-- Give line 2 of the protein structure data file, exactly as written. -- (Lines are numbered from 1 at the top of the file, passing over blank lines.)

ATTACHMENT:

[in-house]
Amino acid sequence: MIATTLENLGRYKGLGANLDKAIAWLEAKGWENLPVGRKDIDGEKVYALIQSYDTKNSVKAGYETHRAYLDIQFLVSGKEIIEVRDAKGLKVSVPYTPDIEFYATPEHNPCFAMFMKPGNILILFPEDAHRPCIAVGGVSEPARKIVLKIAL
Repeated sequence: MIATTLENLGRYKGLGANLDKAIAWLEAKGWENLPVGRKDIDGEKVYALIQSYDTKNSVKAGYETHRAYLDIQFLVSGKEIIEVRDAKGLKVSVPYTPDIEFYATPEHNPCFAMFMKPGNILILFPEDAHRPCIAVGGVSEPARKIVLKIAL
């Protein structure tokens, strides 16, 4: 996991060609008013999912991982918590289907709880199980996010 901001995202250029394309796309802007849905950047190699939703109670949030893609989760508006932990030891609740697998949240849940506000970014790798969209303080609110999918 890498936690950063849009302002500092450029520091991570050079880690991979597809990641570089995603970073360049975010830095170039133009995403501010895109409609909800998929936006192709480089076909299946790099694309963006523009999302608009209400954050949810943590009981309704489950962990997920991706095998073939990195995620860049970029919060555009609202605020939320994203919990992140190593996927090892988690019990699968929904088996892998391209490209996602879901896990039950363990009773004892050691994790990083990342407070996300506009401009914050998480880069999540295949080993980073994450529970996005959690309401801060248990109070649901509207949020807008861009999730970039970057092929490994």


Amino acid sequence: MIATTLENLGRYKGLGANLDKAIAWLEAKGWENLPVGRKDIDGEKVYALIQSYDTKNSVKAGYETHRAYLDIQFLVSGKEIIEVRDAKGLKVSVPYTPDIEFYATPEHNPCFAMFMKPGNILILFPEDAHRPCIAVGGVSEPARKIVLKIAL